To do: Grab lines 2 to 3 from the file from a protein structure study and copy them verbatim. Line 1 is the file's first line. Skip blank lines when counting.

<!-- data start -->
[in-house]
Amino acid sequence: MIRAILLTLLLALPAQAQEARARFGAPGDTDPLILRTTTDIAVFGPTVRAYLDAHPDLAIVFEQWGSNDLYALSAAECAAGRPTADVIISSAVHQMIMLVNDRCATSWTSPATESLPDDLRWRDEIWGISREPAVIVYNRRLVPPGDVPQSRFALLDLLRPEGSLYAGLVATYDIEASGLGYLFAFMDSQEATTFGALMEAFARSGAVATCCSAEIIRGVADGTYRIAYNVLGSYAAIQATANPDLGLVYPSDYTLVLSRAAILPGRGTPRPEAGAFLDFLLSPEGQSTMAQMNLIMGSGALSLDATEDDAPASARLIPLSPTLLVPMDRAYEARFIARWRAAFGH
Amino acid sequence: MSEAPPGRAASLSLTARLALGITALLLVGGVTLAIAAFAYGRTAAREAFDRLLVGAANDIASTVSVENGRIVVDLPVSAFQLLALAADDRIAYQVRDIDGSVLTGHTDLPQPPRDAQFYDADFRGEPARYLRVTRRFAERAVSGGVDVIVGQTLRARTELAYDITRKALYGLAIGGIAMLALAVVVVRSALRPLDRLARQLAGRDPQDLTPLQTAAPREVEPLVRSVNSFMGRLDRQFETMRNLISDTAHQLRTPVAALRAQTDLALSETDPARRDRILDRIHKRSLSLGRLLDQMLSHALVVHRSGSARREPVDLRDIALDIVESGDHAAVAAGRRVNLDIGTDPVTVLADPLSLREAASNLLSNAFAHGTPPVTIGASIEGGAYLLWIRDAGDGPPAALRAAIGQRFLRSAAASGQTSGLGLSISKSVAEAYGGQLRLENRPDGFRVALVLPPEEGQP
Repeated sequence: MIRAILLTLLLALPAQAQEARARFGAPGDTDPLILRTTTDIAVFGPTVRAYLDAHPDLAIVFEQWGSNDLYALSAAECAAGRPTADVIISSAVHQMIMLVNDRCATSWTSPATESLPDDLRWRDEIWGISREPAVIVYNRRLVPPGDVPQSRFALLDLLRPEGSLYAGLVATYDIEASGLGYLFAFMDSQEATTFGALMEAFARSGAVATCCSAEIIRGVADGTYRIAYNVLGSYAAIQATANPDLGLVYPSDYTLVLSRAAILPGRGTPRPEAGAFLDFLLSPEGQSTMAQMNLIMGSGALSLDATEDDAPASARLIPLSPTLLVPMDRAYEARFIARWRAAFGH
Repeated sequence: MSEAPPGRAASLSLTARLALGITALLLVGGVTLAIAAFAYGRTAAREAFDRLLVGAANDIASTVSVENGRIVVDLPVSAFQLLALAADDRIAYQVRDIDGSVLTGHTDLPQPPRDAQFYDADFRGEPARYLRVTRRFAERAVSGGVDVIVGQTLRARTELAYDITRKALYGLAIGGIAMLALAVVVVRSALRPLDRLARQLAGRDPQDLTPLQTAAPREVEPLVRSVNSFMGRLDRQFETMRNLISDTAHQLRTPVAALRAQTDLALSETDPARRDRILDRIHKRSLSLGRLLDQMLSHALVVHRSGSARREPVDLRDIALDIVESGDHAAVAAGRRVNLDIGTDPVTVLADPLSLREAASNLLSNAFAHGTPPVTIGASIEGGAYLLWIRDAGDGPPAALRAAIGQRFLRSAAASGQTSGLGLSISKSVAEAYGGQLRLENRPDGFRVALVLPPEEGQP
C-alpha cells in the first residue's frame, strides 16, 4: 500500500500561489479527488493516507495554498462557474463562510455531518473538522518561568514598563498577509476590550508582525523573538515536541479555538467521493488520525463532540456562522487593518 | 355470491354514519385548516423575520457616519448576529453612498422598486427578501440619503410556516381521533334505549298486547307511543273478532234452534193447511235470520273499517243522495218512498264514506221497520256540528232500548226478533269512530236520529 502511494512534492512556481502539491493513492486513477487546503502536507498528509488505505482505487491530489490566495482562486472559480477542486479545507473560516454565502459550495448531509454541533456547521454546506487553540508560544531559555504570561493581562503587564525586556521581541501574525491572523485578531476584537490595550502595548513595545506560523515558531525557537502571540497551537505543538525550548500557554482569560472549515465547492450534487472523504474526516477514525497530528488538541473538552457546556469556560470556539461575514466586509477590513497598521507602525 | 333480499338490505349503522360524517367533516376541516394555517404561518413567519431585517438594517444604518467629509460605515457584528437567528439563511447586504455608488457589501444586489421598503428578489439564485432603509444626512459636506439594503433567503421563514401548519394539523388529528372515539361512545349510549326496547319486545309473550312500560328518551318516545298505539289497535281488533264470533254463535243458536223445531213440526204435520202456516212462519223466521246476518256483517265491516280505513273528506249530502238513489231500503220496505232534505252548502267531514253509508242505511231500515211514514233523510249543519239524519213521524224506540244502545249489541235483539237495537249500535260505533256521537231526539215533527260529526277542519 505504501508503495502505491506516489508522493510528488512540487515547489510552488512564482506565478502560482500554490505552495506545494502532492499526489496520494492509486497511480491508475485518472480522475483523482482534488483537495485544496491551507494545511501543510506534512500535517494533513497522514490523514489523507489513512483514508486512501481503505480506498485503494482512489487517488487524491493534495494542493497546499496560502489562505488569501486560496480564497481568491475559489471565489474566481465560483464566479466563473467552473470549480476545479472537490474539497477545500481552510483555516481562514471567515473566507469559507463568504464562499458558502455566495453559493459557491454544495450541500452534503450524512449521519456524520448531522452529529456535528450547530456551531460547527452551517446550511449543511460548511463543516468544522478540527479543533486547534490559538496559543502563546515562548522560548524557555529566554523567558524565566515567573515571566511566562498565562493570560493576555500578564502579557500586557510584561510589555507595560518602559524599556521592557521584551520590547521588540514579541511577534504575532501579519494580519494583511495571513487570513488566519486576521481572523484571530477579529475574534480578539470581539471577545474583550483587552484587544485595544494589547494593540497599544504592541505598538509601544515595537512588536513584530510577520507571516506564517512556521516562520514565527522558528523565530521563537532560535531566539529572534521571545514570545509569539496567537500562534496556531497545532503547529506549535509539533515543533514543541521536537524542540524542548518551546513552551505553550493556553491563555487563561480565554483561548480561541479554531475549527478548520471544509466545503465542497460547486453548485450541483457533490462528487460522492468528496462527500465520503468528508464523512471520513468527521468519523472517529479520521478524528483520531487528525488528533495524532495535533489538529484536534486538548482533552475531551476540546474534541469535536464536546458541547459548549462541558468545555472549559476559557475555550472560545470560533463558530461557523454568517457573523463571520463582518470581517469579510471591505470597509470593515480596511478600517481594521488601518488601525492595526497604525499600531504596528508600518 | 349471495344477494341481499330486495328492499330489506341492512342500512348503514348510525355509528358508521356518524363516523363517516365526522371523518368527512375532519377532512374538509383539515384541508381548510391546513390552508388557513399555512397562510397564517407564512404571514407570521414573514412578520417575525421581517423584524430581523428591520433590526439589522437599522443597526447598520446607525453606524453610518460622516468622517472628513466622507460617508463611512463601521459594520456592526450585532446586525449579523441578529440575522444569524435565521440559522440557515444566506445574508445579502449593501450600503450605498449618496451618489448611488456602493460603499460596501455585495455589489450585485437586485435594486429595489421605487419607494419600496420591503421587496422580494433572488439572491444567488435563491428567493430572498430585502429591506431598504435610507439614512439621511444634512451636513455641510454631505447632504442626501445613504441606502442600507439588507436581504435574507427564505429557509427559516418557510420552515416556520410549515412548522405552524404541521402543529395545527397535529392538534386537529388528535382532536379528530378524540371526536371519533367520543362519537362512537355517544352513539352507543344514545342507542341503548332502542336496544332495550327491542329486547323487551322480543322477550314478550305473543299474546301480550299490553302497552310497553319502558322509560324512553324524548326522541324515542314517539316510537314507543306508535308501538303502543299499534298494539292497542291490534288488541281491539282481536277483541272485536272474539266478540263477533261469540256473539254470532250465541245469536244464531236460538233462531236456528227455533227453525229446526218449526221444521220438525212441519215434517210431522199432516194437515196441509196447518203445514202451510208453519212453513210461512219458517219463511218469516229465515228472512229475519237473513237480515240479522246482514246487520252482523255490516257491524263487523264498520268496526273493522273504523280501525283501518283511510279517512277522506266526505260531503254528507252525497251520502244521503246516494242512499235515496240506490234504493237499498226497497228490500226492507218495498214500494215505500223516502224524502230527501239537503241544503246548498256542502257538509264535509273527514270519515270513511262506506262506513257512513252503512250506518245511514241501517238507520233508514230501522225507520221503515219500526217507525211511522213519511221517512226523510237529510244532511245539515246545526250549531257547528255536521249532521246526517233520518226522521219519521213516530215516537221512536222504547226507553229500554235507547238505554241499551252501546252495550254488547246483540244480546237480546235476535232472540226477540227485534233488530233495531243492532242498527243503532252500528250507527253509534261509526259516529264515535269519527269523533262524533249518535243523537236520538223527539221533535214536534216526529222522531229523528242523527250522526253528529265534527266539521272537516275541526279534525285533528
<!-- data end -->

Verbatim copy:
Amino acid sequence: MIRAILLTLLLALPAQAQEARARFGAPGDTDPLILRTTTDIAVFGPTVRAYLDAHPDLAIVFEQWGSNDLYALSAAECAAGRPTADVIISSAVHQMIMLVNDRCATSWTSPATESLPDDLRWRDEIWGISREPAVIVYNRRLVPPGDVPQSRFALLDLLRPEGSLYAGLVATYDIEASGLGYLFAFMDSQEATTFGALMEAFARSGAVATCCSAEIIRGVADGTYRIAYNVLGSYAAIQATANPDLGLVYPSDYTLVLSRAAILPGRGTPRPEAGAFLDFLLSPEGQSTMAQMNLIMGSGALSLDATEDDAPASARLIPLSPTLLVPMDRAYEARFIARWRAAFGH
Amino acid sequence: MSEAPPGRAASLSLTARLALGITALLLVGGVTLAIAAFAYGRTAAREAFDRLLVGAANDIASTVSVENGRIVVDLPVSAFQLLALAADDRIAYQVRDIDGSVLTGHTDLPQPPRDAQFYDADFRGEPARYLRVTRRFAERAVSGGVDVIVGQTLRARTELAYDITRKALYGLAIGGIAMLALAVVVVRSALRPLDRLARQLAGRDPQDLTPLQTAAPREVEPLVRSVNSFMGRLDRQFETMRNLISDTAHQLRTPVAALRAQTDLALSETDPARRDRILDRIHKRSLSLGRLLDQMLSHALVVHRSGSARREPVDLRDIALDIVESGDHAAVAAGRRVNLDIGTDPVTVLADPLSLREAASNLLSNAFAHGTPPVTIGASIEGGAYLLWIRDAGDGPPAALRAAIGQRFLRSAAASGQTSGLGLSISKSVAEAYGGQLRLENRPDGFRVALVLPPEEGQP